The Women of Wisconsin

The following article appears in the March 2015 edition of The Historical Bulletin of the Brown County Historical Society:

The Women of Wisconsin
by Melinda Roberts

In its September 1913 Bulletin of Information No. 70: A Record of Landmarks in Wisconsin, the State Historical Society referenced its urgent request 25 years prior “that historic sites…be marked by local officials or societies.” The Society reported that, since 1898, “few seasons have passed that have not witnessed the unveiling of…tablets upon interesting sites, or of monuments of other kinds in commemoration of events or persons prominently connected with the…settlement of Wisconsin.”

The Society acknowledged “a large share” of the credit belonged to the Wisconsin State Federation of Women’s Clubs (many of whose leaders were members of the Wisconsin Historical Society), and reported it had “throughout gladly co-operated with the women in this excellent work.” And yet, after visiting nearly 3,500 Wisconsin historical markers and sites, this author has located only a few dozen tributes to females – less than 1% are dedicated exclusively to a Wisconsin woman!

Here follows a sampling of those few women whose accomplishments have been recognized:

Caroline Quiner Ingalls marker
Laura Ingalls Wilder wrote the “Little House” books. She was born in a log cabin seven miles northwest of Pepin. A State marker records her “lasting contributions to children’s literature”. A Waukesha County Historical Society marker is at the birthplace of Caroline Quiner “Ma” Ingalls, Laura’s mother.

Golda Meir, former Prime Minister of Israel, is honored twice – with a State marker at the UW-Milwaukee library named for her, and a privately-funded marker at the Milwaukee elementary school she attended (now the “Golda Meir Gifted and Talented School”).

A locally-sponsored marker in Jefferson County credits Anne Pickett with founding the first dairy co-op in Wisconsin “in her log house kitchen”.

State markers honor “world-renowned artist” Georgia O’Keefee, born 1887 “on the family farm” south of Sun Prairie, and Lorine Niedecker (1903-1970), whose poetry, ranked among the 20th century’s finest, “celebrated the sights and sounds” of her Black Hawk Island (Jefferson County) home.

On a lonely stretch of Highway 80 in Juneau County, a barely-noticeable, weatherworn concrete tablet records the June 13, 1863 axe-handle murder of “Mrs. [Emma] Salter”, killed in front of her sleeping infant over keg of whiskey. The marker is placed at the gravesite of her murderers, Indian brothers, Jo and Jim Dandy, killed in revenge shortly afterwards by her husband.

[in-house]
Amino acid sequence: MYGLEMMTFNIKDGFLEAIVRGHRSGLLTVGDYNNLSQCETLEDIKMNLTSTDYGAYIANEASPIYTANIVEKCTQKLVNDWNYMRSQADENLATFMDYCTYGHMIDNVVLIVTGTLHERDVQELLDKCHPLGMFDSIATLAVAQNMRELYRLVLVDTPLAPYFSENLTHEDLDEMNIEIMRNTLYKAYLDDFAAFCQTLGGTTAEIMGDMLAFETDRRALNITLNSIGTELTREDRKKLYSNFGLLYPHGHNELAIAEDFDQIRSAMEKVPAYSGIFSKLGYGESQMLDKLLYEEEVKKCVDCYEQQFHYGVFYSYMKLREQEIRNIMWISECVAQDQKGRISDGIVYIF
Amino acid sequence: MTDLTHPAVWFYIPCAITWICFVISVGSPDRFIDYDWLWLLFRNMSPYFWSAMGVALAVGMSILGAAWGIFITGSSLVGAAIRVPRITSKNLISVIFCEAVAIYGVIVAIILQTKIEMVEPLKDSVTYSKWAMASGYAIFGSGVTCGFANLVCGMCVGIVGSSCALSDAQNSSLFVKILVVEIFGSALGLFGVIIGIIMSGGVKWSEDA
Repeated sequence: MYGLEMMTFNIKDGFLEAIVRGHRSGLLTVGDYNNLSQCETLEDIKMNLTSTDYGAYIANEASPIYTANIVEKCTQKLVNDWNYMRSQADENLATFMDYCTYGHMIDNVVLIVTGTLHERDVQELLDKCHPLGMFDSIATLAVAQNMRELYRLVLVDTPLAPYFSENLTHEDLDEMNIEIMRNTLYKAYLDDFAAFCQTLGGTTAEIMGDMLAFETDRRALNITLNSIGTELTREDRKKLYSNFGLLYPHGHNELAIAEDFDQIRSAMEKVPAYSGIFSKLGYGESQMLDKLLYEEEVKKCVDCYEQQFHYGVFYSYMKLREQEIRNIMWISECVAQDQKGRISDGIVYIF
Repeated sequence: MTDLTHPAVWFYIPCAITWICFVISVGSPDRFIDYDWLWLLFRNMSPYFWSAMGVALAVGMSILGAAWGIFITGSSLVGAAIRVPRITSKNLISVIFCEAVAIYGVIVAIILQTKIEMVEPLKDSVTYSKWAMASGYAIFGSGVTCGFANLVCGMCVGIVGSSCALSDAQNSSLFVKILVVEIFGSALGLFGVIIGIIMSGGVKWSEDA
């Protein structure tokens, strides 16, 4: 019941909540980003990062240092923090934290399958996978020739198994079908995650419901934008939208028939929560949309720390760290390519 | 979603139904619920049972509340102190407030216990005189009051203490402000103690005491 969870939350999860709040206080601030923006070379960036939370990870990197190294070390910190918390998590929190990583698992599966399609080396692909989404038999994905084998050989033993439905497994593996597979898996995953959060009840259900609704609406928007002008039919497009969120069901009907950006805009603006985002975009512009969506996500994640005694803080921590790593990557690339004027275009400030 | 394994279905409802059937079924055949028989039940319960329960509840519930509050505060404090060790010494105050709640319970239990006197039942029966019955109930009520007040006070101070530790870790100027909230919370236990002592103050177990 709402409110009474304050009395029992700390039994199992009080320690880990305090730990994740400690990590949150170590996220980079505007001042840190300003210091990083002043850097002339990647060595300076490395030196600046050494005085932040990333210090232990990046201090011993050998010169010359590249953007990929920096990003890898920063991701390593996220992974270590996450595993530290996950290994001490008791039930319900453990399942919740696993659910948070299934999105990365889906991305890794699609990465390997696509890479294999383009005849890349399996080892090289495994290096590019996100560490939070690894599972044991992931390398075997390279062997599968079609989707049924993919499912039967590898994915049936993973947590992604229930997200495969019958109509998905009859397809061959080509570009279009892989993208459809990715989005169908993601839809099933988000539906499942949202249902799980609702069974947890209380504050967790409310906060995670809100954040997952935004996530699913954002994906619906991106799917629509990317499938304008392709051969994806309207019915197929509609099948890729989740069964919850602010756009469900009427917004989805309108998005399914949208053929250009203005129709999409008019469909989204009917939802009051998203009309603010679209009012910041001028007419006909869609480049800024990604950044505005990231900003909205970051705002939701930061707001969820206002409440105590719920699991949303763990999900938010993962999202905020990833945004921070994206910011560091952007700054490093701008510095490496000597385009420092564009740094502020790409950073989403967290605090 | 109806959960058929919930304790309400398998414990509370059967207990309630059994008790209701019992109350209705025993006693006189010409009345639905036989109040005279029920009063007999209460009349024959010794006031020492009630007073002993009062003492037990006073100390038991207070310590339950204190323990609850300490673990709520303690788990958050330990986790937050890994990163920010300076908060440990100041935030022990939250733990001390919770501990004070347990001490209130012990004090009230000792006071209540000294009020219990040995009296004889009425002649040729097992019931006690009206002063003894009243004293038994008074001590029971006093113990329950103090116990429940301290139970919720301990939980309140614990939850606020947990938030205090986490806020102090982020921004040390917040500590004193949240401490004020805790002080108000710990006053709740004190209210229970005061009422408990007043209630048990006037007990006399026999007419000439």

Daguerreotype of Lucy Stone
Two markers in Viroqua (Vernon County) honor Lucy Stone, the “Morning Star of the Woman’s Rights movement”, at the site where she delivered, on July 4, 1856, “the first woman’s rights address and anti-slavery speech ever given by a woman in the great northwest.” In the midst of her speech, “the platform broke down. Rising unhurt she cried, ‘So will this nation fall unless slavery is abolished’.”

State markers honor Mabel Wanda Raimey (1898-1986), the first African-American woman attorney in Wisconsin and the first to graduate from the University of Wisconsin-Madison (1918); and the Mabel Tainter Memorial, an ornate Romanesque-style auditorium erected by grief-stricken parents to the memory of daughter Mabel Tainter, a lover of music and the arts, who died at 19.

Unfortunately, space limitations require this article end here. However, throughout all of March, in honor of Women’s History Month, we will be posting regularly, on the Brown County Historical Society Facebook page, information on more markers honoring the Women of Wisconsin.

We leave you now with this question: What Wisconsin female’s gender was kept hidden so she could accompany the soldiers of Company C, 8th Wisconsin to the Civil War? Hint: Dozens of Wisconsin markers and monuments are erected in her honor. Check our Facebook page in March for the answer.*

September 1913 Bulletin of Information No. 70: A Record of Landmarks in Wisconsin
Wisconsin Historical markers website:

 * Posted to Facebook March 26, 2015
Wisconsin Woman of Distinction: Old Abe the War Eagle (May 1861 – March 26, 1881)
Today marks the anniversary of the death of Old Abe, who died of smoke inhalation from a fire at the capital building where she was housed following her service with the Wisconsin 8th during the Civil War.

Old Abe is Wisconsin's most famous female. In addition to her popularity while she was alive, her image was adopted as the eagle appearing on a globe in Case Corporation's logo, and she is the screaming eagle represented on the insignia of the U.S. Army's 101st Airborne Division.

Her gender has remained pretty much unacknowledged (and initially outright hidden) for generations. It is ironic that the anniversary of her tragic demise occurs during Women's History Month. I have a dream of placing on the myriad markers that tell her story with the pronoun "he", a medallion correcting the error and giving her credit for her gender.
Wisconsin's Most Famous Female -- Old Abe the War Eable
Old Abe spreads her wings for a portrait.

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